Gentlemen prefer Japan
A recent trip to the Land of the Rising Sun unearthed some very interesting discoveries. Foreign sartorialists have typically flocked to Tokyo to indulge their appetites for all things new (and technologically improved), but few have tip-toed the streets of Shimo-Kitazawa. Lying just west of more-famous neighbour, Shibuya, this little suburban quarter has experienced the same subtle transformation as Bushwick in New York.
The hallmarks of trendy youthful changemakers are here: Jumbled streets conceal small theatres, converted cafes and curious second-hand stores attract creative self-starters, but the feeling you may be jumped at any time is markedly absent.
Passerbys sporting Commes des Garçons and battered (but immaculately laced) military boots dropping in to galleries such as the beautiful Gallery Hana space mark this area as somewhere to watch, but the atmosphere here is distinctly unique by comparison to its trendy twin-towns in the West. Visit in February and you can partake in the month-long Shimokita zawa Theater Festival, or arrive in July to witness the street parties that accompany the self-styled Kitazawa Music Festival. The vibe is undoubtedly more Cali than chaotic.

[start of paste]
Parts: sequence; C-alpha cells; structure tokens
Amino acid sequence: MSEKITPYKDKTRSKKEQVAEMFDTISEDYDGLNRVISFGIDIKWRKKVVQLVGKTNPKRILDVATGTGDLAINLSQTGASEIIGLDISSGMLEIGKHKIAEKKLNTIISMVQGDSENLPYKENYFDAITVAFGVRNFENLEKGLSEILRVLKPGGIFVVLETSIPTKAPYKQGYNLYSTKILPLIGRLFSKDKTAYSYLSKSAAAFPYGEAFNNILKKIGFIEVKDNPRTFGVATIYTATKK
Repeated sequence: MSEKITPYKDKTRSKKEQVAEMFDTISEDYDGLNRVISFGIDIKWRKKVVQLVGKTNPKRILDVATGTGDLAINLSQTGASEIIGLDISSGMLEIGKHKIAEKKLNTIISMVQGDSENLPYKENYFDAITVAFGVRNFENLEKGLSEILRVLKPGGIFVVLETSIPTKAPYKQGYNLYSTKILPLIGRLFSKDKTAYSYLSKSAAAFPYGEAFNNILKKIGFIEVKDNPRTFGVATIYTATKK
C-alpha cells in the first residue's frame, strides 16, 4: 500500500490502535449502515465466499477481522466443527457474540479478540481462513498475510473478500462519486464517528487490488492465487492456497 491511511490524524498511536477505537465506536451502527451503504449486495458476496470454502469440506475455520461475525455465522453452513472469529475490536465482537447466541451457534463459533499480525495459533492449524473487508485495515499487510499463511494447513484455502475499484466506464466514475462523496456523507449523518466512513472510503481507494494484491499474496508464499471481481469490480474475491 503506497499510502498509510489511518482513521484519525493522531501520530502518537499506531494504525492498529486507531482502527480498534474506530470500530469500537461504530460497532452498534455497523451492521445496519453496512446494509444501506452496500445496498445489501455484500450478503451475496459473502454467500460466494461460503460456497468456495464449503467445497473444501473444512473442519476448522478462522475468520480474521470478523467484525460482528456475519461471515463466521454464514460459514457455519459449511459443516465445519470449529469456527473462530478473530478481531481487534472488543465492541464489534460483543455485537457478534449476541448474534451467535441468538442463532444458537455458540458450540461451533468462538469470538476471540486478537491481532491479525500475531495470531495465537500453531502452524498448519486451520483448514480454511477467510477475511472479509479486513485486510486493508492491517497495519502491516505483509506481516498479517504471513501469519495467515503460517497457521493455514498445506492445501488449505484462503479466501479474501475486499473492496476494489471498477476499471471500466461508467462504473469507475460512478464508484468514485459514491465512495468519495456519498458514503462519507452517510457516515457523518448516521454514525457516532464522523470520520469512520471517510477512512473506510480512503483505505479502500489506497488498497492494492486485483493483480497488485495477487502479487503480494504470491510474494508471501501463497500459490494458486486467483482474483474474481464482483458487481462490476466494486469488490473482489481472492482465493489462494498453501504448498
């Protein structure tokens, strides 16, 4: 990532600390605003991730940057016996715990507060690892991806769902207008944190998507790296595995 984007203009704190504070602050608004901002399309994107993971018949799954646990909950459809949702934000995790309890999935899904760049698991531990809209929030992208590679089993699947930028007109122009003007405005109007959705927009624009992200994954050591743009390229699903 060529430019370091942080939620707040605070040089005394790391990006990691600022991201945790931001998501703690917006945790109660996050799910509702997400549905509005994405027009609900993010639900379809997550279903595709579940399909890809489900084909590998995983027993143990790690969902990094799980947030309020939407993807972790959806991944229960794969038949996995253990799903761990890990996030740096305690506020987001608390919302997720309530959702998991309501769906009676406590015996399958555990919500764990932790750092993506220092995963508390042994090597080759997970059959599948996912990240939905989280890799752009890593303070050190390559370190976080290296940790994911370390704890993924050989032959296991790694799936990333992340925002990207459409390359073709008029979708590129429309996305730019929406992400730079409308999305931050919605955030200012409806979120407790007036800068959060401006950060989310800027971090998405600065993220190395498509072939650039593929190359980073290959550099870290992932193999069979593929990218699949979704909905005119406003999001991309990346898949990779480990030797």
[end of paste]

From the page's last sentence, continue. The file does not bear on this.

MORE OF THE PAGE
Re-fuelling in Japan can be a tricky decision. Possibly even more difficult that deciding where to shop. Lured by the speakeasy concept we stumbled upon the Mois Cafe. Disguised within a converted house, Mois circumspect location creates an intimate atmosphere a cut above its more visible rivals. Enter the house, choose a dish from the chalked menu and be seduced by this charming one-off residence-cum-diner.
As the witching hour approaches, we’d recommend pulling up a chair around the indoor tree at the 3rd Stone Cafe for an immersion in style from the local night owls over a tumbler of rice wine from the giant coloured bottles that populate the worn wooden bar. The night thereon may not be one you remember so well, but slipping under the skin of Japan’s lesser-known districts is certainly an experience you will not forget.